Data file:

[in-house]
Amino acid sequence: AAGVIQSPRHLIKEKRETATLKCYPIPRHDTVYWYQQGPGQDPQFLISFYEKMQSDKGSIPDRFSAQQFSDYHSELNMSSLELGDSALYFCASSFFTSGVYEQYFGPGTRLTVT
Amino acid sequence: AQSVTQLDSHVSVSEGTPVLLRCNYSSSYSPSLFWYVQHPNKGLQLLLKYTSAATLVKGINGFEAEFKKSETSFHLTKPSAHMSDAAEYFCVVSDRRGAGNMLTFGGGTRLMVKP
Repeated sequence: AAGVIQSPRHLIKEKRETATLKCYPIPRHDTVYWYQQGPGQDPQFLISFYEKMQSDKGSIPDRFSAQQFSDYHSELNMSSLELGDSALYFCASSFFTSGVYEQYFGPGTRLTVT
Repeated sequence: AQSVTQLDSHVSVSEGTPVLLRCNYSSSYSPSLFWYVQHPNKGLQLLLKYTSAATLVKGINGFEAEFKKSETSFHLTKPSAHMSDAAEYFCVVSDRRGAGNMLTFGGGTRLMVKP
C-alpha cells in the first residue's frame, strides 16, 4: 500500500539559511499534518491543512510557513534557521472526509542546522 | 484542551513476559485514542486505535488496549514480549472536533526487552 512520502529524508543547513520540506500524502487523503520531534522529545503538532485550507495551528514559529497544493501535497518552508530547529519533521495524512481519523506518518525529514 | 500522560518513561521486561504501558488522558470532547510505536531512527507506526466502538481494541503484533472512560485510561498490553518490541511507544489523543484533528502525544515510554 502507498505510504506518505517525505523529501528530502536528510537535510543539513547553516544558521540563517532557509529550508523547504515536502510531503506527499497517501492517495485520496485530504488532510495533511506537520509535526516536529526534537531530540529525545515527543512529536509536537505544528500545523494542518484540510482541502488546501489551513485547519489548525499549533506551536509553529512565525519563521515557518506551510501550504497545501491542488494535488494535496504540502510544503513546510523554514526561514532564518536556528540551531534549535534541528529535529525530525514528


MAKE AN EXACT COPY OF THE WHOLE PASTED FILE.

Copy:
[in-house]
Amino acid sequence: AAGVIQSPRHLIKEKRETATLKCYPIPRHDTVYWYQQGPGQDPQFLISFYEKMQSDKGSIPDRFSAQQFSDYHSELNMSSLELGDSALYFCASSFFTSGVYEQYFGPGTRLTVT
Amino acid sequence: AQSVTQLDSHVSVSEGTPVLLRCNYSSSYSPSLFWYVQHPNKGLQLLLKYTSAATLVKGINGFEAEFKKSETSFHLTKPSAHMSDAAEYFCVVSDRRGAGNMLTFGGGTRLMVKP
Repeated sequence: AAGVIQSPRHLIKEKRETATLKCYPIPRHDTVYWYQQGPGQDPQFLISFYEKMQSDKGSIPDRFSAQQFSDYHSELNMSSLELGDSALYFCASSFFTSGVYEQYFGPGTRLTVT
Repeated sequence: AQSVTQLDSHVSVSEGTPVLLRCNYSSSYSPSLFWYVQHPNKGLQLLLKYTSAATLVKGINGFEAEFKKSETSFHLTKPSAHMSDAAEYFCVVSDRRGAGNMLTFGGGTRLMVKP
C-alpha cells in the first residue's frame, strides 16, 4: 500500500539559511499534518491543512510557513534557521472526509542546522 | 484542551513476559485514542486505535488496549514480549472536533526487552 512520502529524508543547513520540506500524502487523503520531534522529545503538532485550507495551528514559529497544493501535497518552508530547529519533521495524512481519523506518518525529514 | 500522560518513561521486561504501558488522558470532547510505536531512527507506526466502538481494541503484533472512560485510561498490553518490541511507544489523543484533528502525544515510554 502507498505510504506518505517525505523529501528530502536528510537535510543539513547553516544558521540563517532557509529550508523547504515536502510531503506527499497517501492517495485520496485530504488532510495533511506537520509535526516536529526534537531530540529525545515527543512529536509536537505544528500545523494542518484540510482541502488546501489551513485547519489548525499549533506551536509553529512565525519563521515557518506551510501550504497545501491542488494535488494535496504540502510544503513546510523554514526561514532564518536556528540551531534549535534541528529535529525530525514528